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Trading in the black

…As in carbon. George Will writes about the bill Sen. Joe Lieberman is pushing to create a market for greenhouse gas emissions:

“Cap-and-trade” comes cloaked in reassuring rhetoric about the government merely creating a market, but government actually would create a scarcity so that government could sell what it had made scarce. The Wall Street Journal underestimates cap-and-trade’s perniciousness when it says the scheme would create a new right — “allowances” to produce carbon dioxide — and would put a price on the right. Actually, because freedom is the silence of the law, that right has always existed in the absence of prohibitions. With cap-and-trade, government would create a right for itself — an extraordinarily lucrative right to ration Americans’ exercise of their traditional rights.

Businesses with unused emission allowances could sell their surpluses to businesses that exceed their allowances. The more expensive and constraining the allowances, the more money government would gain.

If carbon emissions are the planetary menace that the political class suddenly says they are, why not a straightforward tax on fossil fuels based on each fuels carbon content? This would have none of the enormous administrative costs of the baroque cap-and-trade regime. And a carbon tax would avoid the uncertainties inseparable from cap-and-trades government allocation of emission permits sector by sector, industry by industry. So a carbon tax would be a clear and candid incentive to adopt energy-saving and carbon-minimizing technologies. That is the problem.

A carbon tax would be too clear and candid for political comfort. It would clearly be what cap-and-trade deviously is, a tax, but one with a known cost. Therefore, taxpayers would demand a commensurate reduction of other taxes. Cap-and-trade — government auctioning permits for businesses to continue to do business — is a huge tax hidden in a bureaucratic labyrinth of opaque permit transactions.

The proper price of permits for carbon emissions should reflect the future warming costs of current emissions. That is bound to be a guess based on computer models built on guesses. Lieberman guesses that the market value of all permits would be “about $7 trillion by 2050.” Will that staggering sum pay for a $7 trillion reduction of other taxes? Not exactly.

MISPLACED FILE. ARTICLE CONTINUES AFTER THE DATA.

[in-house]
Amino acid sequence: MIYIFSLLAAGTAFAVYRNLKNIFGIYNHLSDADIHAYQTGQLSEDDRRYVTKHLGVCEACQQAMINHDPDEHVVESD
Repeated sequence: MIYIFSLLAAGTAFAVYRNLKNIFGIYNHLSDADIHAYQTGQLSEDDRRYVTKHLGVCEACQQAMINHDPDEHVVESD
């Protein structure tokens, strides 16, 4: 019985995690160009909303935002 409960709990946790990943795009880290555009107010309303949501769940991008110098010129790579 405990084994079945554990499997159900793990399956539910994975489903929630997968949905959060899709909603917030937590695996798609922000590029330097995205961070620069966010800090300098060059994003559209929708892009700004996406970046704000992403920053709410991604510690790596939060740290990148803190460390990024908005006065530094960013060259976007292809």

It would go to a Climate Change Credit Corporation, which Lieberman calls “a private-public entity” that, operating outside the budget process, would invest “in many things.” This would be industrial policy, a.k.a. socialism, on a grand scale — government picking winners and losers, all of whom will have powerful incentives to invest in lobbyists to influence governments thousands of new wealth-allocating decisions.

This is socialism on a monster scale. As Will correctly notes, cap-and-trade is a tax. Do you think for a moment that industry will just absorb the estimated $7 trillion cost of carbon permits? Of course not. It will be passed on to consumers, as are all taxes on business.

Worse, it puts in the government’s hands the power to financially bless or curse through the Climate Change Credit Corporation. Again, Will correctly observes that this opens a whole new market for the lobbyists on K Street, who even now must be setting up meetings with potential new clients.

It’s a boondoggle that does nothing to address the real issue — if you believe that man is really responsible for global warming. And the planet-sized irony is that cap-and-trade was a concept developed by one of the favorite targets of the angry left: Enron.

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